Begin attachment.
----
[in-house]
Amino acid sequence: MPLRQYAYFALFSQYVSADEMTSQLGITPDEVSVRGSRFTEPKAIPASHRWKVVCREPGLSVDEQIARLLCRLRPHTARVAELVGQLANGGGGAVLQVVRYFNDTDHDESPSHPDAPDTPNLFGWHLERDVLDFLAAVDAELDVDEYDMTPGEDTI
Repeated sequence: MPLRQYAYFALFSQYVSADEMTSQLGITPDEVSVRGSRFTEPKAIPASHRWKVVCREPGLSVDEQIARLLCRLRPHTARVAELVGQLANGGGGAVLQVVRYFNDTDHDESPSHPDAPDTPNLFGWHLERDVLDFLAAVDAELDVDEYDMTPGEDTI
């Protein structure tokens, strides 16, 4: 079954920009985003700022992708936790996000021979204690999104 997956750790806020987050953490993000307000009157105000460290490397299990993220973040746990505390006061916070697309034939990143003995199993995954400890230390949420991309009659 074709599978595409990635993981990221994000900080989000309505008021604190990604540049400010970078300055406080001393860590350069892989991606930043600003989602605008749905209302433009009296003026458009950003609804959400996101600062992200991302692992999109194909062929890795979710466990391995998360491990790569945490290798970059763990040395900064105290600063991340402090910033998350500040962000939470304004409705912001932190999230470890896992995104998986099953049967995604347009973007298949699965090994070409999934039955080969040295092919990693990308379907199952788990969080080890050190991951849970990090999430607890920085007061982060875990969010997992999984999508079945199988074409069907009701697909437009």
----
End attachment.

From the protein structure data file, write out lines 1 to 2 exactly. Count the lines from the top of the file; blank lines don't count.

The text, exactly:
[in-house]
Amino acid sequence: MPLRQYAYFALFSQYVSADEMTSQLGITPDEVSVRGSRFTEPKAIPASHRWKVVCREPGLSVDEQIARLLCRLRPHTARVAELVGQLANGGGGAVLQVVRYFNDTDHDESPSHPDAPDTPNLFGWHLERDVLDFLAAVDAELDVDEYDMTPGEDTI